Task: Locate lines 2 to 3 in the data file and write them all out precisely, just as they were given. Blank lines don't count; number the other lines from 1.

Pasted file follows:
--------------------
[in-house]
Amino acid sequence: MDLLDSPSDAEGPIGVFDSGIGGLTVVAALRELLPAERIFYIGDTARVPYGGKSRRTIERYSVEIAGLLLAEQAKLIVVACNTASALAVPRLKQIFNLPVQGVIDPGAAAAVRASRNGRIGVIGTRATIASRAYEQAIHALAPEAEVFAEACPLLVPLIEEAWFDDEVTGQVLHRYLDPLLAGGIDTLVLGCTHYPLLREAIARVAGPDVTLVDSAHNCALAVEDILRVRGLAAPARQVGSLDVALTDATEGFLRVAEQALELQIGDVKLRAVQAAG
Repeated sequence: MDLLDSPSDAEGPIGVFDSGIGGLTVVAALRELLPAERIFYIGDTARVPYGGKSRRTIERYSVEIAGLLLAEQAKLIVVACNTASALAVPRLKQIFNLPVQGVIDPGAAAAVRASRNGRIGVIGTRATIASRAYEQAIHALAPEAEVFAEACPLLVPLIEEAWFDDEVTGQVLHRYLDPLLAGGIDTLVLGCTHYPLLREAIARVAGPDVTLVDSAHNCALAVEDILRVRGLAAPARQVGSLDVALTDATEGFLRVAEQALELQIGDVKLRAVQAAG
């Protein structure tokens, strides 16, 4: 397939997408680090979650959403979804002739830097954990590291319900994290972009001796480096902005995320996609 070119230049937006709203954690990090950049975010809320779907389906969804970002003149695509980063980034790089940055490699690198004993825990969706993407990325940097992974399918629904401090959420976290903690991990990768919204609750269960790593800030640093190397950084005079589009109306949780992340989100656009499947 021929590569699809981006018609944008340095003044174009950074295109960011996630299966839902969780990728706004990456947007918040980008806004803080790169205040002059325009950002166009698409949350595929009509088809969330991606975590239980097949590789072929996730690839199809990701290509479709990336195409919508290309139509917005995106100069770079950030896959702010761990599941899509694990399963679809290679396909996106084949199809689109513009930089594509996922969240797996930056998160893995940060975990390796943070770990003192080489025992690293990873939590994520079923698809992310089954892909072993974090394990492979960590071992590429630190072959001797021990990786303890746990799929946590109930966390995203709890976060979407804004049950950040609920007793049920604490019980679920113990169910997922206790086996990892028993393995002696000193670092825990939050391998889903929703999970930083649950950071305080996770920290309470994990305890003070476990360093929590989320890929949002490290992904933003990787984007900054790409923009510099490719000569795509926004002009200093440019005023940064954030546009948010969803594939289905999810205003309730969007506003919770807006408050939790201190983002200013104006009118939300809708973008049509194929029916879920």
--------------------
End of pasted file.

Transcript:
Amino acid sequence: MDLLDSPSDAEGPIGVFDSGIGGLTVVAALRELLPAERIFYIGDTARVPYGGKSRRTIERYSVEIAGLLLAEQAKLIVVACNTASALAVPRLKQIFNLPVQGVIDPGAAAAVRASRNGRIGVIGTRATIASRAYEQAIHALAPEAEVFAEACPLLVPLIEEAWFDDEVTGQVLHRYLDPLLAGGIDTLVLGCTHYPLLREAIARVAGPDVTLVDSAHNCALAVEDILRVRGLAAPARQVGSLDVALTDATEGFLRVAEQALELQIGDVKLRAVQAAG
Repeated sequence: MDLLDSPSDAEGPIGVFDSGIGGLTVVAALRELLPAERIFYIGDTARVPYGGKSRRTIERYSVEIAGLLLAEQAKLIVVACNTASALAVPRLKQIFNLPVQGVIDPGAAAAVRASRNGRIGVIGTRATIASRAYEQAIHALAPEAEVFAEACPLLVPLIEEAWFDDEVTGQVLHRYLDPLLAGGIDTLVLGCTHYPLLREAIARVAGPDVTLVDSAHNCALAVEDILRVRGLAAPARQVGSLDVALTDATEGFLRVAEQALELQIGDVKLRAVQAAG